The monoball 10 of FIG. 6 may also be manufactured from a non-metallic material. More particularly, ball 10 may be compression molded from the same resin impregnated fibers (e.g. containing either chopped or continuous graphite or ceramic fibers impregnated with a polyimide resin) from which the races 8 are to be manufactured. However, the lubricating pigment added to the resin of races 8 is omitted from the resin of ball 10. However, and as an alternative embodiment, the lubricating pigment may otherwise be added to the resin of ball 10 and omitted from that of the races 8.
To complete the non-metallic rod and bearing assembly of the present invention, and referring to FIG. 7 of the drawings, the method for making the collar or insert 14 is now disclosed. More particularly, the collar 14 is formed from non-metallic (e.g. carbon, glass or ceramic) fibers which are impregnated with either a thermoplastic or thermosetting (e.g. polyimide or phenolic) resin. The fibers may be aligned either in a continuous or randomly chopped orientation. The resin impregnated fibers are compression molded within a mold having the shape of the intended collar 14. The interior and exterior threads 16 and 18 of collar 14 may be formed during compression molding or ground after the molding step has been completed.
By virtue of the present invention, a non-metallic rod end bearing assembly (e.g. as shown in FIGS. 1 and 2) is available which has significant advantage over conventional rod end bearing assemblies that are manufactured from metal (e.g. such as stainless steel or titanium). For example, the non-metallic rod end bearing assembly formed by the presently disclosed method will have a superior weight-to-strength ratio relative to a conventional metal assembly. That is, the rod end bearing 1 has a fraction of the weight of a conventional metal rod end bearing while being capable of withstanding high shear loads. The non-metallic assembly will be non-corrosive and, because of the self-lubricating nature of the races 8 or ball 10, will have a relatively low coefficient of friction at the ball/race interface. Thus, the rod end bearing 1 will typically experience less wear and possess a longer life than a corresponding metallic rod end bearing. Moreover, the self-lubricating characteristic of the rod end bearing 1 avoids the necessity of using oil and/or grease as a commonly required lubricating agent for a metallic rod end bearing of the prior art.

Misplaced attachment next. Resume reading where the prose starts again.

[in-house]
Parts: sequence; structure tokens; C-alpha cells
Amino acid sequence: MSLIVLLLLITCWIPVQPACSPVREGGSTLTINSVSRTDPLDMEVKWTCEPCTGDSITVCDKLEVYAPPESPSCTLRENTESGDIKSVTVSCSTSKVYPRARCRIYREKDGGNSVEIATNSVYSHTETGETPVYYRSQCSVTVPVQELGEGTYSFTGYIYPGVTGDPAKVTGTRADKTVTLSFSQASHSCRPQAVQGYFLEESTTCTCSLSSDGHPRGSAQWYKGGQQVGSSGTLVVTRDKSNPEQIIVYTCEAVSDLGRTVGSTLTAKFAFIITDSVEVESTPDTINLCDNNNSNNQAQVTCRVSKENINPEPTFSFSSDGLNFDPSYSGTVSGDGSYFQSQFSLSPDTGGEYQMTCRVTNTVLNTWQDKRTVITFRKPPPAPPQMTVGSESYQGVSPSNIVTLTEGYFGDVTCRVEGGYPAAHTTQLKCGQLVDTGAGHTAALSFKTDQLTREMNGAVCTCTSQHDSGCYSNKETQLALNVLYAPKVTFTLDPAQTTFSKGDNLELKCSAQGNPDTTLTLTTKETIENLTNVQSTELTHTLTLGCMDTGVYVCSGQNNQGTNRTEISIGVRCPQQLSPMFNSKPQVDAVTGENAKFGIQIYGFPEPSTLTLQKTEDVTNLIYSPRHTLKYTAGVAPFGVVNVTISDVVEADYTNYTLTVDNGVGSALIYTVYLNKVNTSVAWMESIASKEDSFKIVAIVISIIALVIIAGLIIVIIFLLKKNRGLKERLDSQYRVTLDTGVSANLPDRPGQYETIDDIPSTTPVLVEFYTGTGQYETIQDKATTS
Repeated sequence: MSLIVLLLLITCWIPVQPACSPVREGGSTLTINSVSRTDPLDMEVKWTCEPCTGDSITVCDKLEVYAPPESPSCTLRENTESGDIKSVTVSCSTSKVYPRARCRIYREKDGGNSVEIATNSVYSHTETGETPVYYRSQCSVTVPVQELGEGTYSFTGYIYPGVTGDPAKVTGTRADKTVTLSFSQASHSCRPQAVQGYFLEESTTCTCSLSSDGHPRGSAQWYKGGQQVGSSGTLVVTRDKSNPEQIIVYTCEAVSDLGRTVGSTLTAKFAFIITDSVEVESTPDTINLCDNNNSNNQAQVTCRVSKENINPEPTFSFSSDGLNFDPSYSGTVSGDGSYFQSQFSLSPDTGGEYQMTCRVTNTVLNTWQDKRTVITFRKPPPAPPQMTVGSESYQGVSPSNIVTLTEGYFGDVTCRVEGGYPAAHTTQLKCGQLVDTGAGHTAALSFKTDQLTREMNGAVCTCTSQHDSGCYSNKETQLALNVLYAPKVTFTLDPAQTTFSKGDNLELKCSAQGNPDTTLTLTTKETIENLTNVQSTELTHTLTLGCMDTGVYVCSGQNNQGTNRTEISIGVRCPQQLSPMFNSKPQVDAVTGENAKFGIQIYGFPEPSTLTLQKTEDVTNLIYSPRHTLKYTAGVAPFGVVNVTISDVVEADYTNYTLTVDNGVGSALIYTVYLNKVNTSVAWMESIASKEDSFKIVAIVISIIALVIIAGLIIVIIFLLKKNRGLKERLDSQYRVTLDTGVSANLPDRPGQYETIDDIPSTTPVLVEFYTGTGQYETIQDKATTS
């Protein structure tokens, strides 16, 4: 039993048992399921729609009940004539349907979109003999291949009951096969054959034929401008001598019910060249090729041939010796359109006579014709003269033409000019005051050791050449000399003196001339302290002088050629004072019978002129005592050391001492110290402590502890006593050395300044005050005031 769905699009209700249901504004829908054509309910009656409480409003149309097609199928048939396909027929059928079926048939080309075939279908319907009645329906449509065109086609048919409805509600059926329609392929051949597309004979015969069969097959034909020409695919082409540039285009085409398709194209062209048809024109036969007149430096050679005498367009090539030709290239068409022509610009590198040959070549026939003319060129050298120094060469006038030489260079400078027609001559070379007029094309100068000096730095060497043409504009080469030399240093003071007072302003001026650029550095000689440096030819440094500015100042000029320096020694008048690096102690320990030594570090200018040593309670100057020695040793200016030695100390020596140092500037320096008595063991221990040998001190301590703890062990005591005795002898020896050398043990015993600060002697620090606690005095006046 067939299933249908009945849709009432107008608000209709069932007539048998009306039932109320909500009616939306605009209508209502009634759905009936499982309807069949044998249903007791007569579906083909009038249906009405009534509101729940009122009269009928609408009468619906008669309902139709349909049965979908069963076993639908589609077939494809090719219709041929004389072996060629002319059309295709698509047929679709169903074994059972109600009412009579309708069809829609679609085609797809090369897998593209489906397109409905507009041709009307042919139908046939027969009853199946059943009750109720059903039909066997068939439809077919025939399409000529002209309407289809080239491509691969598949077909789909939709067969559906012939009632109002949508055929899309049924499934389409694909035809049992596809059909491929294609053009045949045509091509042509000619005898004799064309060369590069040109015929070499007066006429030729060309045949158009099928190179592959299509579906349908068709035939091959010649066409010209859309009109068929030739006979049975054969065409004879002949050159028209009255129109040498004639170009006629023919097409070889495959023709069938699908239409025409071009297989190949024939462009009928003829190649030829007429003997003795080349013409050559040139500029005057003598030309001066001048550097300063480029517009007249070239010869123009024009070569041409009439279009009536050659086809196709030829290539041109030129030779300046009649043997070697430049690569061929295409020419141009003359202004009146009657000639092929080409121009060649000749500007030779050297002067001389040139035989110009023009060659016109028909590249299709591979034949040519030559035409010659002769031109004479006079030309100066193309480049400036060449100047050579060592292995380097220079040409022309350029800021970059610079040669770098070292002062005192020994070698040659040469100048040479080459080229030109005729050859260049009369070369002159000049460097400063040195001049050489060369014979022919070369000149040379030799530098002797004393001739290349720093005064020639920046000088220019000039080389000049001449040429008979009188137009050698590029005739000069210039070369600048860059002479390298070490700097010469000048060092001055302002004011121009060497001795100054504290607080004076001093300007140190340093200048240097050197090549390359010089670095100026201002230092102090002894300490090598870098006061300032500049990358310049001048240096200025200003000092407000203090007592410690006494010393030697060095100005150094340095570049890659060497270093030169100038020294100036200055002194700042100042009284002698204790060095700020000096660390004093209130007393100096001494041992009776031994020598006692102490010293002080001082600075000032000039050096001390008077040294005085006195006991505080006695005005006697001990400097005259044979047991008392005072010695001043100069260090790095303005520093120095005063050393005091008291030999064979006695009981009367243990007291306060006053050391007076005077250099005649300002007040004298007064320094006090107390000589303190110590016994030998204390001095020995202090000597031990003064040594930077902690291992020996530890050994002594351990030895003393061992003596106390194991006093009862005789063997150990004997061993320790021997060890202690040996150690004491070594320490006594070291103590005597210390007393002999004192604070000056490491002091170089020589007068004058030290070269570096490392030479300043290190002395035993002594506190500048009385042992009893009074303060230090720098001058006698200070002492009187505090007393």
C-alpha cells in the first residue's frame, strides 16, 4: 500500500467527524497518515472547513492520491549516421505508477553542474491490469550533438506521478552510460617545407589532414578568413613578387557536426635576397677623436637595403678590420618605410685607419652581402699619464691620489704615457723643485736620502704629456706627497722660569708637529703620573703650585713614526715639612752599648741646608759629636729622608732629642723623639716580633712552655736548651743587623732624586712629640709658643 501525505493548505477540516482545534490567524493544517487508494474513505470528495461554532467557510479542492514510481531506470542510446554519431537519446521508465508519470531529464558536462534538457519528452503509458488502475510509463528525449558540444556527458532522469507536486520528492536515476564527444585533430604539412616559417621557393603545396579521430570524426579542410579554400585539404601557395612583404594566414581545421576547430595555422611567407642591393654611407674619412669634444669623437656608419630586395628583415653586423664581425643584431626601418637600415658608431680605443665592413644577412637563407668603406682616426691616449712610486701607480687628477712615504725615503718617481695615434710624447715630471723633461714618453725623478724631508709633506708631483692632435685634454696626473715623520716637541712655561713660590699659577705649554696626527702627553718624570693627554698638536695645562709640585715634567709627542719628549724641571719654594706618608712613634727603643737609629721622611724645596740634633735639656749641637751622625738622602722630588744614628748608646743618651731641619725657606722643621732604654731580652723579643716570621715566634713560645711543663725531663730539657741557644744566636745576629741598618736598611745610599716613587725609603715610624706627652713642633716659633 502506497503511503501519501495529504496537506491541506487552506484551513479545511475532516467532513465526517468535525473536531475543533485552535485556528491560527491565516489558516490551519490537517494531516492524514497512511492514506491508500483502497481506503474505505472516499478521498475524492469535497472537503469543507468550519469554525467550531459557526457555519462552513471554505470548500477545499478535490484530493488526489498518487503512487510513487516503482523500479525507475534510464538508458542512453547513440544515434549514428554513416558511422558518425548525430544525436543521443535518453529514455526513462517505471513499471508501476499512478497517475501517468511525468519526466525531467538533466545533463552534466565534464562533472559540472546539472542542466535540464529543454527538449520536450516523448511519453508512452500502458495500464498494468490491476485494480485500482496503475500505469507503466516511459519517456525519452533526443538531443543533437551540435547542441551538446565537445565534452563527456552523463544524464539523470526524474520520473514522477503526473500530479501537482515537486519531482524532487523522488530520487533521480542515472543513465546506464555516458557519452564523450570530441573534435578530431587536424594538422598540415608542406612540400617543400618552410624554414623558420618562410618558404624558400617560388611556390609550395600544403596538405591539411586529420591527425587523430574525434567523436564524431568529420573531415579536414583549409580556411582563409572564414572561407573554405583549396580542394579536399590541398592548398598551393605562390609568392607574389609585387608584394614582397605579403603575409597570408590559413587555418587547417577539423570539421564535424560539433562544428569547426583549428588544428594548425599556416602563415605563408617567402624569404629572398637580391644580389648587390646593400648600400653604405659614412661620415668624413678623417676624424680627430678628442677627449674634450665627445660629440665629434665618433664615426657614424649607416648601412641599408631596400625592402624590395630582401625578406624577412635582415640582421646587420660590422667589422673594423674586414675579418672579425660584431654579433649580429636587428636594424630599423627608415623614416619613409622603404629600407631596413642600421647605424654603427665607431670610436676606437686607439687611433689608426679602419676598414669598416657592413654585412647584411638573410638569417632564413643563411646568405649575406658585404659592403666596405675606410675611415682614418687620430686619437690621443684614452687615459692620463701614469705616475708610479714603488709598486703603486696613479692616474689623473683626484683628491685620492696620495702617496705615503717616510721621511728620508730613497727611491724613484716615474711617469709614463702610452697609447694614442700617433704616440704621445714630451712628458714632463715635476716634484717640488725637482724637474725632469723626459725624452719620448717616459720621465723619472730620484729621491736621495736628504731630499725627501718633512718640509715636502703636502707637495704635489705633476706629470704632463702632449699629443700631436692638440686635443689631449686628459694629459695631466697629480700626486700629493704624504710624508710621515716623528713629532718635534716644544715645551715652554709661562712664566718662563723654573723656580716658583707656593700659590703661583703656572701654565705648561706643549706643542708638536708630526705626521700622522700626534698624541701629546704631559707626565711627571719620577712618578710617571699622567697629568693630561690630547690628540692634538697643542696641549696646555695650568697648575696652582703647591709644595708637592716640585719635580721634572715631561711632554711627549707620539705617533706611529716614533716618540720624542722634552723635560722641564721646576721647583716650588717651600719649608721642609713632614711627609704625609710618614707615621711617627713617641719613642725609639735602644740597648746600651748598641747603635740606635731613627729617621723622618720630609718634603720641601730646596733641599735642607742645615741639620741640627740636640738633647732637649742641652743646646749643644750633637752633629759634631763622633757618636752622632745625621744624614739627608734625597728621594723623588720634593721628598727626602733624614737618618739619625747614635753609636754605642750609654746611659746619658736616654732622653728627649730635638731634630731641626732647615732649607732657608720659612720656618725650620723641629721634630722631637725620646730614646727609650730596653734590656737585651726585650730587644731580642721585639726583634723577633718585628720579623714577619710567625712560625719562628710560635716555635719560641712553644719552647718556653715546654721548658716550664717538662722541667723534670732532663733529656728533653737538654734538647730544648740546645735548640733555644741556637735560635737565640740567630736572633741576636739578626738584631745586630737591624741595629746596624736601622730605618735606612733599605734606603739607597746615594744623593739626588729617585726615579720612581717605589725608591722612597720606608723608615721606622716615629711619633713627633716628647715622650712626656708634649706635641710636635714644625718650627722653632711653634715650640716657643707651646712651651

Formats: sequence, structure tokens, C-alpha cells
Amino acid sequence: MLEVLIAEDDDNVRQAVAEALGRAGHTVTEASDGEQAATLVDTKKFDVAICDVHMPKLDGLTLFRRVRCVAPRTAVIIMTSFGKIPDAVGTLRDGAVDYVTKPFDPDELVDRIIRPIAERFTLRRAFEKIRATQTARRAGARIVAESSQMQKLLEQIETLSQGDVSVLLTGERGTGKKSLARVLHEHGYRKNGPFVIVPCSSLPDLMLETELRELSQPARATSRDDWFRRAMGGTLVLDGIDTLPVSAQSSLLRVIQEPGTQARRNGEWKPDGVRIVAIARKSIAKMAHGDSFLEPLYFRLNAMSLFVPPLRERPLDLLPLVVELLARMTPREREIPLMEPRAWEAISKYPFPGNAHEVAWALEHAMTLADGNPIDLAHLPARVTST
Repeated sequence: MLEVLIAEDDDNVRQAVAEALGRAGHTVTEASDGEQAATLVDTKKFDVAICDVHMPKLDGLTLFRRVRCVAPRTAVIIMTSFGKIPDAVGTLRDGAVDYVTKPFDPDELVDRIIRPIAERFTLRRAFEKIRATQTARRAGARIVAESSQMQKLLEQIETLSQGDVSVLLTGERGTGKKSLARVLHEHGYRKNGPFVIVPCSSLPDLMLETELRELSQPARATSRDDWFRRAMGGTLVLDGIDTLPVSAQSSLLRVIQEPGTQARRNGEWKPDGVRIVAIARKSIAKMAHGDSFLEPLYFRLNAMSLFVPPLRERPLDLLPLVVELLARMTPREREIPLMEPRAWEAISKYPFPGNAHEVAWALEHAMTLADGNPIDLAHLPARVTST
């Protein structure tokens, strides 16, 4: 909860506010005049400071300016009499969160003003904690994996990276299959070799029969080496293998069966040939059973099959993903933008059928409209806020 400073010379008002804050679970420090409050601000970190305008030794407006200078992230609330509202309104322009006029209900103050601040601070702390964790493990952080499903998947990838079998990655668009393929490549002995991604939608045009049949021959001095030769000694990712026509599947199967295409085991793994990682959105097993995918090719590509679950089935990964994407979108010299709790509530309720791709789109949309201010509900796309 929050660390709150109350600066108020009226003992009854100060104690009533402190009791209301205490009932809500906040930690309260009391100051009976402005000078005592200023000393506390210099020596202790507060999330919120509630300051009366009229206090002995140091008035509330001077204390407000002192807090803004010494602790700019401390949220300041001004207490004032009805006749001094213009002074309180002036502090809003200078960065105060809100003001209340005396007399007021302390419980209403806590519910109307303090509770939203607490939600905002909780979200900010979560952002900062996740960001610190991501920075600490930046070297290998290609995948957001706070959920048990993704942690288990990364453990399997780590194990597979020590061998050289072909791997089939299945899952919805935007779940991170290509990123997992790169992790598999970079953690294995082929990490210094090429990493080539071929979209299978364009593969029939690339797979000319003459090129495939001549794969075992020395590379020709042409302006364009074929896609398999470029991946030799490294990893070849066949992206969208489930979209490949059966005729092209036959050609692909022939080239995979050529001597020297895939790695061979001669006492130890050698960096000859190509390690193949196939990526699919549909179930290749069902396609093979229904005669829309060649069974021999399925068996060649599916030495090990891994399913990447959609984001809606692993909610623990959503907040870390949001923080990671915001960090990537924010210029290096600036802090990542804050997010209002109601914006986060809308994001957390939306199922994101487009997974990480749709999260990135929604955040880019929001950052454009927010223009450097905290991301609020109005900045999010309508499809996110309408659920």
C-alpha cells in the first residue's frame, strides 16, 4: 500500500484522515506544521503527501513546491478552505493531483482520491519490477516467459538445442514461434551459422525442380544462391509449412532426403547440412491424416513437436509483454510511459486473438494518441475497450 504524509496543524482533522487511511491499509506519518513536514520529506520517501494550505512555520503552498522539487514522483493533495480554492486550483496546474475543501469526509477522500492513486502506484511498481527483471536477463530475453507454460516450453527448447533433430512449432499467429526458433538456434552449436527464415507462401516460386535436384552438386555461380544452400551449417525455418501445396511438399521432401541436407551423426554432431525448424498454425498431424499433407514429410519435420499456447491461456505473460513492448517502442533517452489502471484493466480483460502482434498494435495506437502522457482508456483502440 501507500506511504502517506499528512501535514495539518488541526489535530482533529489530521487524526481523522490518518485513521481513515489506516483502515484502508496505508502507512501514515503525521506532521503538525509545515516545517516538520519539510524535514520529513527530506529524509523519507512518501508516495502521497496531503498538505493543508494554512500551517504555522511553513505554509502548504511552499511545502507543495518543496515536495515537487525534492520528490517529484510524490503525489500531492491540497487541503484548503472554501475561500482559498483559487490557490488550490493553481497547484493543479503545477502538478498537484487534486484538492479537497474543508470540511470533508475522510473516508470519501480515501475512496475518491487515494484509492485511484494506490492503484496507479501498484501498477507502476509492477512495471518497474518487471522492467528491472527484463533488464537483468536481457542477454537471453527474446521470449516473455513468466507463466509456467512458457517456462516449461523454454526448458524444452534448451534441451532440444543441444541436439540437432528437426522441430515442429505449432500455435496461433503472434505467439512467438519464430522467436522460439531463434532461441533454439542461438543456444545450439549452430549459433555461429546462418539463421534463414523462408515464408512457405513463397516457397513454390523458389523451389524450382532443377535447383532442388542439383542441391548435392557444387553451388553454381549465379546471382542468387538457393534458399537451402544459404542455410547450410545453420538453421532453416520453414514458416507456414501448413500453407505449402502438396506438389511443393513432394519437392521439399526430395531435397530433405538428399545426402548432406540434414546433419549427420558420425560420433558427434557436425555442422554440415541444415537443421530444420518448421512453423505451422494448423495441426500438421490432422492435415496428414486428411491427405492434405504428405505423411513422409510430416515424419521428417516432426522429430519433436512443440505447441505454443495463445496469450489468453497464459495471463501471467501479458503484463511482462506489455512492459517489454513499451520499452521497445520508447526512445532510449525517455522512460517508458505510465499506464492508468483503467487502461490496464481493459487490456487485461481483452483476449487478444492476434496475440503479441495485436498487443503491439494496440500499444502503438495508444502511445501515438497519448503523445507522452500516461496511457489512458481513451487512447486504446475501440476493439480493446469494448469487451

FIG. 8 of the drawings illustrates an alternate embodiment for the rod end bearing 1 which was described while referring to FIGS. 1-7. More particularly, a non-metallic rod end bearing 50, having a hollow, internally threaded shank 52, may be formed from a compression molded, resin impregnated fiber reinforcement. The hollow interior of shank 52 may be established by a conventional drill and tapping process. Accordingly, the rod end bearing 50 may be interconnected with the previously described collar 14 (of FIGS. 1-7) by means of a cylindrical adapter (not shown) having screw threads formed at opposite ends thereof. That is, one screw threaded end of the connecting adapter is received within and mated to the hollow interior of shank 52 at corresponding screw threads 54 thereof. The opposite screw threaded end of the connecting adapter is received within and mated to the hollow interior of insert 14 at the corresponding screw threads 16 thereof. A hexagonal flange 56 is shown extending around the periphery of the shank 52 to facilitate the attachment of the rod end bearing 50 to the collar 14 via the connecting adapter.
It will be apparent that while a preferred embodiment of the invention has been shown and described, various modifications and changes may be made without departing from the true spirit and scope of the invention. By way of example, although the fiber orientation for making the rod end bearing assembly has been described as being either continuous or chopped, it may also be desirable to utilize a three dimensional fiber orientation, such as that disclosed in U.S. Pat. Nos. 4,717,302 and 4,778,637 which are assigned to the assignee of the present invention.
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|U.S. Classification||29/898, 29/898.066, 29/898.069, 29/898.15, 29/898.063|
|International Classification||F16C7/06, F16C33/20, F16C9/04, B29C70/06, F16C7/00, F16C11/06|
|Cooperative Classification||F16C9/04, Y10T29/4971, Y10T29/49694, F16C7/06, F16C33/20, B60G2206/8207, B60G2206/11, B60G2204/416, F16C7/026, F16C11/0614, B60G2204/61, Y10T29/49636, B60G2204/44, B60G2206/7101, Y10T29/49689, Y10T29/49684|
|European Classification||F16C7/02F, F16C11/06B, F16C9/04, F16C33/20, F16C7/06|
|May 7, 1992||AS||Assignment|
Owner name: TIODIZE COMPANY, INC., CALIFORNIA
Free format text: ASSIGNMENT OF ASSIGNORS INTEREST.;ASSIGNORS:ADAMS, THOMAS R.;WITTMAN, GARY R.;REEL/FRAME:006106/0293
Effective date: 19920430
|Feb 20, 1996||REMI||Maintenance fee reminder mailed|
|Jul 15, 1996||FPAY||Fee payment|
Year of fee payment: 4
|Jul 15, 1996||SULP||Surcharge for late payment|
|Jan 6, 2000||FPAY||Fee payment|
Year of fee payment: 8
|Dec 30, 2003||FPAY||Fee payment|
Year of fee payment: 12